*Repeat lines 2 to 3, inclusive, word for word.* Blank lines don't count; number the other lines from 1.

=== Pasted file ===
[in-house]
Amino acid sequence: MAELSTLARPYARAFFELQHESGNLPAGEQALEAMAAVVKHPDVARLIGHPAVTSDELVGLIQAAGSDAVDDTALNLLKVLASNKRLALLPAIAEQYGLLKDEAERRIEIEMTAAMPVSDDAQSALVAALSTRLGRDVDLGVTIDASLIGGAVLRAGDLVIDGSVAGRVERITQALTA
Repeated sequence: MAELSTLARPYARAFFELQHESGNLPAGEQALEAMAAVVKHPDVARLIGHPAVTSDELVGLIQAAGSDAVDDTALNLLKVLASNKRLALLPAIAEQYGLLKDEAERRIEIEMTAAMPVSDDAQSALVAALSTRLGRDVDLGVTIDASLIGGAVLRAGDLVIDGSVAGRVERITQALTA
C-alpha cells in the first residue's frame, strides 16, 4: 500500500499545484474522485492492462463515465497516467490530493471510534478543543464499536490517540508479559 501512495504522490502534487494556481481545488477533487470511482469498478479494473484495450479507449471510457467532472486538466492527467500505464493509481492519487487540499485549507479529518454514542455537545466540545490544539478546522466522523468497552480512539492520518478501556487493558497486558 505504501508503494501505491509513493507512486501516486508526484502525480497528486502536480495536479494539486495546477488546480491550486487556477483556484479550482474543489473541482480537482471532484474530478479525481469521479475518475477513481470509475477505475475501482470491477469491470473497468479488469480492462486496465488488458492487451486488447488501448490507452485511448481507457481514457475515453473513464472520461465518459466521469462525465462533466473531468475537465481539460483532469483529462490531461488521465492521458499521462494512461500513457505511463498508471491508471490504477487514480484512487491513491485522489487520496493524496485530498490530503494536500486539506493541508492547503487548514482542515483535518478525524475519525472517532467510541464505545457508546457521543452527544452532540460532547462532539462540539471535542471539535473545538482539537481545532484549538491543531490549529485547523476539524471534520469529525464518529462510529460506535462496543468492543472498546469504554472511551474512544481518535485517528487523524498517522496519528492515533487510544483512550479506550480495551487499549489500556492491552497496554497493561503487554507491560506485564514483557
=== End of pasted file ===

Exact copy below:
Amino acid sequence: MAELSTLARPYARAFFELQHESGNLPAGEQALEAMAAVVKHPDVARLIGHPAVTSDELVGLIQAAGSDAVDDTALNLLKVLASNKRLALLPAIAEQYGLLKDEAERRIEIEMTAAMPVSDDAQSALVAALSTRLGRDVDLGVTIDASLIGGAVLRAGDLVIDGSVAGRVERITQALTA
Repeated sequence: MAELSTLARPYARAFFELQHESGNLPAGEQALEAMAAVVKHPDVARLIGHPAVTSDELVGLIQAAGSDAVDDTALNLLKVLASNKRLALLPAIAEQYGLLKDEAERRIEIEMTAAMPVSDDAQSALVAALSTRLGRDVDLGVTIDASLIGGAVLRAGDLVIDGSVAGRVERITQALTA